THE RUBBER GUN SQUAD

POLICE During the day, JERRY KASTLER goes to movies or works out at the gym. Or he might go to the mall. And for this, the city of Dallas pays him a good salary: $28,000 a year.

For about a year. Kastler has been a member of the “rubber gun squad,” a handful of Dallas police officers who are either on administrative leave or working as clerks without badges, uniforms, or guns. Kastler was fired for use of unnecessary force, but says that during his appeal before the Civil Service Trial Board, testimony from the youth he was accused of roughing up corroborated Kastler’s version of events. Another officer was fired for addiction to prescription drugs and another for theft, though he was found not guilty during a criminal trial. Though the Civil Service Trial Board has ruled that the officers’ firings were unjustified and ordered them reinstated, Dallas Police Chief mack vines has refused to do so.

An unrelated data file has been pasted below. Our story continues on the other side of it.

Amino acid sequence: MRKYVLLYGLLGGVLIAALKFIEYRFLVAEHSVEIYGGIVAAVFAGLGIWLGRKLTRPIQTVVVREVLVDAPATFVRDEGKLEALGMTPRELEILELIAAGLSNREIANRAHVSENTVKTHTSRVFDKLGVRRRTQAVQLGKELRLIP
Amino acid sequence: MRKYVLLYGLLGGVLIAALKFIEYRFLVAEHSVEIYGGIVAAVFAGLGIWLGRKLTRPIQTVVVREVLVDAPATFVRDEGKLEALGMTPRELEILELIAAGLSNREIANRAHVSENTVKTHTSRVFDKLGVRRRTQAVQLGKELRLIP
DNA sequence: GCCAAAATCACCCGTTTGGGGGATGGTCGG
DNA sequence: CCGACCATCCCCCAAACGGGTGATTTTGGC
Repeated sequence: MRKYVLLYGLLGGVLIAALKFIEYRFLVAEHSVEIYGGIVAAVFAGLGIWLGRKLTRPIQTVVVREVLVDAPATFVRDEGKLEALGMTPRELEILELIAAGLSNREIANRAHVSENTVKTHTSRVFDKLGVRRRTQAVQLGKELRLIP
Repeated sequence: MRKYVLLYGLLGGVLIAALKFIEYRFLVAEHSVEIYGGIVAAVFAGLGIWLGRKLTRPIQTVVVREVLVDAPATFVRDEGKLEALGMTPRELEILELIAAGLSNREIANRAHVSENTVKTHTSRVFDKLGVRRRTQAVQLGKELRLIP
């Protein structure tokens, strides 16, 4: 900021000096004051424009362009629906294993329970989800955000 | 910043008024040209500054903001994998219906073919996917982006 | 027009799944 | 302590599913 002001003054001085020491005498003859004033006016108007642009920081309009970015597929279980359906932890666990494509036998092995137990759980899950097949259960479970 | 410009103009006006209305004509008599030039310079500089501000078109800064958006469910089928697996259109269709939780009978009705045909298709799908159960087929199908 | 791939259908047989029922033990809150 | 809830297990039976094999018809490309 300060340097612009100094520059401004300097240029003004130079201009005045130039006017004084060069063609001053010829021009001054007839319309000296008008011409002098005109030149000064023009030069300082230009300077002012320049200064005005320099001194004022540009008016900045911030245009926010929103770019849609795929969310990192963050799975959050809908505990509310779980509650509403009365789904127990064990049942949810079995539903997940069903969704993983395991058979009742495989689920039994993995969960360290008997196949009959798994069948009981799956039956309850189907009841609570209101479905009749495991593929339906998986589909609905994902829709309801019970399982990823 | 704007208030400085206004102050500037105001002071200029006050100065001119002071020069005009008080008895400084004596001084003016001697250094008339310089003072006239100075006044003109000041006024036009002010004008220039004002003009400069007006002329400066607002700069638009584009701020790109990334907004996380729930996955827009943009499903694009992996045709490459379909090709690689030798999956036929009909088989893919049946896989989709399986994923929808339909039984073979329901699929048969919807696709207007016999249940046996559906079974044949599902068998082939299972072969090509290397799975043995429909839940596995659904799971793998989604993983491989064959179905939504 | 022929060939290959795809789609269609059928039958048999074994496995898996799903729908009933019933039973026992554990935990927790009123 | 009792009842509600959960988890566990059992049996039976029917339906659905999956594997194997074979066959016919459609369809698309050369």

Sgt. jack means, president of the Dallas Police Patrolman’s Union, says that Chief Vines is violating the city charier by refusing to follow the trial board’s rulings. “He’s saying, ’By God, I run this department,’” Means says. The union has filed suit on behalf of Kastler and another officer to force the department to return them to their original jobs.

But Chief Vines points out that as head of the police department, he has personal as well as departmental liability for actions by patrol officers who may have difficulty performing their jobs. “We study each case,” Vines says, explaining why one officer may be reinstated and another put on administrative leave. A.C. GONZALEZ, assistant city manager, says that he is aware of the problems the police department has in developing a policy that protects the public while following the rules laid out in the city charter. “The overall concern should be the fitness of the officer,” Gonzalez says. “It should be in the best interest of the public.”

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